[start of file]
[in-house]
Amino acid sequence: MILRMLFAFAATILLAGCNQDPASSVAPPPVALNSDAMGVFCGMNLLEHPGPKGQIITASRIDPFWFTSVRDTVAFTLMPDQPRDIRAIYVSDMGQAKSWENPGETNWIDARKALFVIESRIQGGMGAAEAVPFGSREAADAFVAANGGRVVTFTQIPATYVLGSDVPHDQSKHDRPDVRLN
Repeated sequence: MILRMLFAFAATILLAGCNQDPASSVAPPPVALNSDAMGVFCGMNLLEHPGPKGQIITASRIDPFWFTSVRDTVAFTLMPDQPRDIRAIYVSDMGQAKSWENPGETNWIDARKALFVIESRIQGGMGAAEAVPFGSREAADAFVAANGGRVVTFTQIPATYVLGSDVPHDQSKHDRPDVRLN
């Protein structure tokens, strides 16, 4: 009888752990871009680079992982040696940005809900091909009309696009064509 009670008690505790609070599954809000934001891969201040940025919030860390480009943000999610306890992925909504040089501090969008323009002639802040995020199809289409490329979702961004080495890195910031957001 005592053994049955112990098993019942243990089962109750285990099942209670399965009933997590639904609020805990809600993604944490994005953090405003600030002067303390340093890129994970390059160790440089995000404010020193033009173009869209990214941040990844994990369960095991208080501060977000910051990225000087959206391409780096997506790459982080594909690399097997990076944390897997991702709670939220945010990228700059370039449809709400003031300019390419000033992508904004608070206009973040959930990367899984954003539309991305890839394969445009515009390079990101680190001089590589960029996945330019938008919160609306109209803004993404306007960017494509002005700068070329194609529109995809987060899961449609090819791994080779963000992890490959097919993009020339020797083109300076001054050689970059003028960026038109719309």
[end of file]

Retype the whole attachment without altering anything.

[in-house]
Amino acid sequence: MILRMLFAFAATILLAGCNQDPASSVAPPPVALNSDAMGVFCGMNLLEHPGPKGQIITASRIDPFWFTSVRDTVAFTLMPDQPRDIRAIYVSDMGQAKSWENPGETNWIDARKALFVIESRIQGGMGAAEAVPFGSREAADAFVAANGGRVVTFTQIPATYVLGSDVPHDQSKHDRPDVRLN
Repeated sequence: MILRMLFAFAATILLAGCNQDPASSVAPPPVALNSDAMGVFCGMNLLEHPGPKGQIITASRIDPFWFTSVRDTVAFTLMPDQPRDIRAIYVSDMGQAKSWENPGETNWIDARKALFVIESRIQGGMGAAEAVPFGSREAADAFVAANGGRVVTFTQIPATYVLGSDVPHDQSKHDRPDVRLN
């Protein structure tokens, strides 16, 4: 009888752990871009680079992982040696940005809900091909009309696009064509 009670008690505790609070599954809000934001891969201040940025919030860390480009943000999610306890992925909504040089501090969008323009002639802040995020199809289409490329979702961004080495890195910031957001 005592053994049955112990098993019942243990089962109750285990099942209670399965009933997590639904609020805990809600993604944490994005953090405003600030002067303390340093890129994970390059160790440089995000404010020193033009173009869209990214941040990844994990369960095991208080501060977000910051990225000087959206391409780096997506790459982080594909690399097997990076944390897997991702709670939220945010990228700059370039449809709400003031300019390419000033992508904004608070206009973040959930990367899984954003539309991305890839394969445009515009390079990101680190001089590589960029996945330019938008919160609306109209803004993404306007960017494509002005700068070329194609529109995809987060899961449609090819791994080779963000992890490959097919993009020339020797083109300076001054050689970059003028960026038109719309």